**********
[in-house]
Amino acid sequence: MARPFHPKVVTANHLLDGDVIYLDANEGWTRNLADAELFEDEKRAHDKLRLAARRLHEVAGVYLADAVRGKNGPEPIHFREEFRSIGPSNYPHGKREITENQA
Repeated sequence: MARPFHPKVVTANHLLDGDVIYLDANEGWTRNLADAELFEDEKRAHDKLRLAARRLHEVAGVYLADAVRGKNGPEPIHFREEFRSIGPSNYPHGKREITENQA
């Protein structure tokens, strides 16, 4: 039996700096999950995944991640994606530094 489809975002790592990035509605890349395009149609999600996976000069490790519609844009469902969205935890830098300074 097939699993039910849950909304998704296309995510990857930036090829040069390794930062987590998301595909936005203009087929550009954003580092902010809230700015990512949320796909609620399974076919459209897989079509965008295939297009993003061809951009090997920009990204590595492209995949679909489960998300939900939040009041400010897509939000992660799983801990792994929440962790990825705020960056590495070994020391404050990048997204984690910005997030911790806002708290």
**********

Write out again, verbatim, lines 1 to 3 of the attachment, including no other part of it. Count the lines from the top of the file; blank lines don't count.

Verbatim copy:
[in-house]
Amino acid sequence: MARPFHPKVVTANHLLDGDVIYLDANEGWTRNLADAELFEDEKRAHDKLRLAARRLHEVAGVYLADAVRGKNGPEPIHFREEFRSIGPSNYPHGKREITENQA
Repeated sequence: MARPFHPKVVTANHLLDGDVIYLDANEGWTRNLADAELFEDEKRAHDKLRLAARRLHEVAGVYLADAVRGKNGPEPIHFREEFRSIGPSNYPHGKREITENQA